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Networking tips from NET/WORK: How these Baltimore technologists work the room

We caught up with six attendees about navigating jobs, skills and hiring on Wednesday night at Technical.ly's annual Baltimore jobs event.

Inside NET/WORK 2020. (Photo by Stephen Babcock)
Just as the number of tech roles is expanding across industries, so, too, are the entry points into careers.

So it was fitting that on Wednesday at The Assembly Room at NET/WORK Baltimore 2020 we met folks from mid-career software developers to coding bootcamp students. They had the option of introducing themselves to local startups, organizations that could help up-level skills, and growth companies seeking talent to help clients push projects forward.

Technical.ly’s annual job fair drew 150 attendees and 20 companies. There were headshots, resume reviews and plenty of swag.

David Cantor, a computer science teacher at Baltimore city’s Mergenthaler Vocational-Technical High School, was at NET/WORK checking out the kinds of skills and companies that could later present opportunities for his students. He was intrigued at needs for Java and C++, as well as soft skills.

If he were to talk to his students about attending a networking event, he said he would mention the things that one would need to know if they’re never been to such an event before: Wear proper attire. Smile and make eye contact. And make sure to take advantage of the event’s resume review station and get a new headshot, as well as info about upskilling from IT training nonprofit NPower and coding bootcamp The Flatiron School, both of which had tables.

A key, Cantor said, is to approach the interactions from a place of finding out what’s available: Students would attend “to learn about what people are looking for,” he said.

It’s also important to come in ready. Carmen Jackman is getting her Masters of Professional Studies in UX design from MICA. She said she got music in the car going beforehand that prepared her to be engaged. When she got to the event, she said she liked that it was a more relaxed vibe.

Carmen Jackman wants to combine UX and history. (Photo by Stephen Babcock)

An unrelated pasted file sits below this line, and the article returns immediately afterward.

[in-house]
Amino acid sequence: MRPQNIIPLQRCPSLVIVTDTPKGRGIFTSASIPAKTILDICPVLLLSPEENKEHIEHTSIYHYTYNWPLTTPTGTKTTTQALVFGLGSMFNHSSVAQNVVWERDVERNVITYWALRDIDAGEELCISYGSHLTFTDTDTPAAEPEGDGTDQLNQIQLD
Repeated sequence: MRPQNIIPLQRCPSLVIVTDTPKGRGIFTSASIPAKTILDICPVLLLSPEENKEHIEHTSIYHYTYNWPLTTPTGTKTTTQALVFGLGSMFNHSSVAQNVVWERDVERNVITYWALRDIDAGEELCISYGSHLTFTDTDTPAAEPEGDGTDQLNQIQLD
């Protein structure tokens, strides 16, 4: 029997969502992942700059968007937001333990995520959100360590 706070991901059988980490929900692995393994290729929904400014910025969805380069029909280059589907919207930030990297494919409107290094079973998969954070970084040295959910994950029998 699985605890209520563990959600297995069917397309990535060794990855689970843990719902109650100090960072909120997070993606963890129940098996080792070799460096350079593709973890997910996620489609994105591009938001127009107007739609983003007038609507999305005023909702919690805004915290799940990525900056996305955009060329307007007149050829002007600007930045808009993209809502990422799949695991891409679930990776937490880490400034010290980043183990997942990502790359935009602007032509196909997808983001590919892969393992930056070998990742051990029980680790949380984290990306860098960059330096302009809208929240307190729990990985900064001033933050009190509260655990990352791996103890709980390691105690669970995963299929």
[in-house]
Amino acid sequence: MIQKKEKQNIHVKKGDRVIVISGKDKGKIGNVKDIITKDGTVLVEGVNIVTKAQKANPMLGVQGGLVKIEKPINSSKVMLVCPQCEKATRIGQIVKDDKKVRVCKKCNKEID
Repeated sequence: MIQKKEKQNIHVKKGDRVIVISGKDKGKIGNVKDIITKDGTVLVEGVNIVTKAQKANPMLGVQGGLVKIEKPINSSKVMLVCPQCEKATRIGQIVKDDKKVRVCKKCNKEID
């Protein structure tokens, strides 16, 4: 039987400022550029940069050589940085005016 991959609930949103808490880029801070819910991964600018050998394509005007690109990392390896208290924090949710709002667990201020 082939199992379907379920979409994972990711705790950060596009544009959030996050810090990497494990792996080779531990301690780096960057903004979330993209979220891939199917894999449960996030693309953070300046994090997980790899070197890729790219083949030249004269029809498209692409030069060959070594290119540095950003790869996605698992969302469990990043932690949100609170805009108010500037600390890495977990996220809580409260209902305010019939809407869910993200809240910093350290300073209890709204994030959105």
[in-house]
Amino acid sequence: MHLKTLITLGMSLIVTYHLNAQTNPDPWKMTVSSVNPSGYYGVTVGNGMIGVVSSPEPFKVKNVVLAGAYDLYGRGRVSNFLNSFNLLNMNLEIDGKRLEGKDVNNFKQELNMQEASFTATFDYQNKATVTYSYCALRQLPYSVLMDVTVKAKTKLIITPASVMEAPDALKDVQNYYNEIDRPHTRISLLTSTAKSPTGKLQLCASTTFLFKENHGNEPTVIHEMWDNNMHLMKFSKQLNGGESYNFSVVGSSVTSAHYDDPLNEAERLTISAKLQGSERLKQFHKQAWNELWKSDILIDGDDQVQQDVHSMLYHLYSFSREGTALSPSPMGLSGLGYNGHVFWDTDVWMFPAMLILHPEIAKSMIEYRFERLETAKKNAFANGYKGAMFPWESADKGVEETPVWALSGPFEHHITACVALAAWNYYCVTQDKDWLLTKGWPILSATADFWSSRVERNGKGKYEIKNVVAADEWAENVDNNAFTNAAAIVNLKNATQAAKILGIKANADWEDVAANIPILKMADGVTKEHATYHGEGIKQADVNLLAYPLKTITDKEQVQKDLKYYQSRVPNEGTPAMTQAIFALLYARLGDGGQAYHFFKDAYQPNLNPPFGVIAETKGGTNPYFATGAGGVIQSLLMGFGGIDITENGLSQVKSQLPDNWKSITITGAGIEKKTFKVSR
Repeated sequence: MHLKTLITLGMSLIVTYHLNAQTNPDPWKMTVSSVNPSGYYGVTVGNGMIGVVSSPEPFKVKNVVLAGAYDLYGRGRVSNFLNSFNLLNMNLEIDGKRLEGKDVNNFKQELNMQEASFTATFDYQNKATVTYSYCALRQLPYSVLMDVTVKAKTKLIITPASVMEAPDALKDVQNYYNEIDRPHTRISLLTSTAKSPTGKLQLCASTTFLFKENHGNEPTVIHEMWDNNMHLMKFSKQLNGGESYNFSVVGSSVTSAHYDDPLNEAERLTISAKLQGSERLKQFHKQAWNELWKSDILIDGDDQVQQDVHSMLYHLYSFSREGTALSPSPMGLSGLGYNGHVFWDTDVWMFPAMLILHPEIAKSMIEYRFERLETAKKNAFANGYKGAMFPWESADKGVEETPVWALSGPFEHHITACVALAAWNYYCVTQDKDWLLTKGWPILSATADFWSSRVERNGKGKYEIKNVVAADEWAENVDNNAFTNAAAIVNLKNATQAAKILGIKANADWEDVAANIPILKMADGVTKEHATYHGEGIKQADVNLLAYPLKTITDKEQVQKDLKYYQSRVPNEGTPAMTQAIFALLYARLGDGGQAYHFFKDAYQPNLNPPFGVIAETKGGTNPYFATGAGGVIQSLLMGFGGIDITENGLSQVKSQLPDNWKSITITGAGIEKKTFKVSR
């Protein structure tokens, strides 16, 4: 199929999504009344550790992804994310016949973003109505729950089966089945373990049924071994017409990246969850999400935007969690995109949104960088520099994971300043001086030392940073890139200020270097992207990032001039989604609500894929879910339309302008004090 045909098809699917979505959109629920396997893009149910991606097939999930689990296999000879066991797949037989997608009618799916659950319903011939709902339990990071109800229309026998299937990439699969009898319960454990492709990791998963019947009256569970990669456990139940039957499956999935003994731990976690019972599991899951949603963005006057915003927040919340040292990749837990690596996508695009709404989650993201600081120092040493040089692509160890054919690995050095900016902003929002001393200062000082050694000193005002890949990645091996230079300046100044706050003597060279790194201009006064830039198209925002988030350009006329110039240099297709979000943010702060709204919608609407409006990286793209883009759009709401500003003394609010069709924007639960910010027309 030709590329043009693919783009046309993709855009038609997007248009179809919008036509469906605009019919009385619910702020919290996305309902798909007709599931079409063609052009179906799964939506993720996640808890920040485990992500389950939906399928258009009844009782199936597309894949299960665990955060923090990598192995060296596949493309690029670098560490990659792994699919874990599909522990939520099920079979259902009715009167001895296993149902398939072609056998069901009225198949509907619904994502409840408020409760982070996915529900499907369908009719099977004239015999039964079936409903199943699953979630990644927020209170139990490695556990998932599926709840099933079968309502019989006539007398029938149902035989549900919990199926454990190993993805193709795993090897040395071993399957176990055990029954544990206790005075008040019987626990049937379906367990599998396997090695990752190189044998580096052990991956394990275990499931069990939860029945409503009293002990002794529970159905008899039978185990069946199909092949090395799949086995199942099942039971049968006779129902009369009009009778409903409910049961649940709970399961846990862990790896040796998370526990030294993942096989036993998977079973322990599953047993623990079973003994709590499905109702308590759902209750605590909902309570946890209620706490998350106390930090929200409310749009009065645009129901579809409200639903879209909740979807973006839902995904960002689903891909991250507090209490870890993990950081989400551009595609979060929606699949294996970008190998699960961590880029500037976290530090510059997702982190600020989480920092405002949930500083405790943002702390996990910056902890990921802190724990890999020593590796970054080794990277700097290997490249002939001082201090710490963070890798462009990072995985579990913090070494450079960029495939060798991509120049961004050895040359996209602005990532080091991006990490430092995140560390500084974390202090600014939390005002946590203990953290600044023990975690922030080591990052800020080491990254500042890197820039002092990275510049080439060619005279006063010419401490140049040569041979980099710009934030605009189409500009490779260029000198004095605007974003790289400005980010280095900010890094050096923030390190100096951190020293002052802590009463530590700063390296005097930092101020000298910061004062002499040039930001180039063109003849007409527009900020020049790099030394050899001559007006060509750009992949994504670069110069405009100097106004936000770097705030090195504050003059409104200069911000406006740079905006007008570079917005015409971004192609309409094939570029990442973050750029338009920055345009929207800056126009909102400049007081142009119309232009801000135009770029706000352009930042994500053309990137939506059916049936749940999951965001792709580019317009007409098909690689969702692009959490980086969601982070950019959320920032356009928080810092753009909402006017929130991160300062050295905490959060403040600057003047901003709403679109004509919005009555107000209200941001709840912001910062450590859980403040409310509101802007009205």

Jackman got interested in UX after designing a webpage with reference resources. As for what’s next, she said she’s interested in applying design skills to make history more accessible. It combines both her undergraduate and graduate studies.

“I want to stay in the Baltimore area, so I want to see what Baltimore has to offer in the tech sector,” she said.

Alex Zook came to the event with a group from the first cohort of the Coding Boot Camp at Johns Hopkins Engineering, a full-stack coding bootcamp that launched recently.

“Having been in Baltimore for a few years, you start to see a lot of potential,” Zook said. “It’s a developing city, and you want to be a part of that, and one area that there’s a lot of potential growth is tech.”

He said programming is quickly becoming a passion, so he was on the lookout for opportunities at the event. When it comes to approaching folks who are hiring, he said it’s important to “be true to yourself.”

“It’s easy when you’re in that position, you feel like you have the lower hand, especially when you want a job,” he said. “At the end of the day you want to find that right fit and it has to be the right fit for you. By being yourself and being honest throughout the process, you’re most likely to have the best outcome.”

In line for a headshot, Fairaz Raja came to the event to learn about the cybersecurity companies in the area — and as it turns out, one was located around the corner from his house.

Raja picked up skills via local cybersecurity training, and is interested in penetration testing. He stressed the importance of being “inquisitive” with companies, saying it’s important to show interest in what the company does.

Welcome to NET/WORK Baltimore 2020. (Photo by Stephen Babcock)

Still, the process may not always have positive feedback. That’s OK, said Sarah Levin, who is in higher education and attended the event to check out where tech and education meet. With something like a resume review, it’s best to be ready.

“You’re going to hear some stuff you don’t want to hear, so be prepared,” she said. “That’s just one opinion and there are thousands out there. You have to realize the different backgrounds people have and where their opinions are coming from.”

After all, networking is hard work, and there’s room for growth.

“But don’t be discouraged about coming to networking events,” she said. “You meet a lot of different people from lots of different industries,” she said.

We first met Wilbert Pierce at the event two years ago. As happy hour got rolling, he told us he’s now happily employed working in design and additive manufacturing at Longeviti Neuro Solutions, a Cockeysville-based company which recently said it will be taking space at City Garage’s Launchport in Port Covington. So what’s a networking strategy that’s helped him?

“Be confident and be happy,” said Pierce, who we can confirm espoused those qualities as he was glad to be interviewed. “People really resonate off of other people’s energy. … You never know who you’re going to meet.”

That played out for Pierce, as he met someone at the event who designs custom pool cues.

“I didn’t know that was a field, but we were able to relate because I do 3D design,” he said. “It lined up.”


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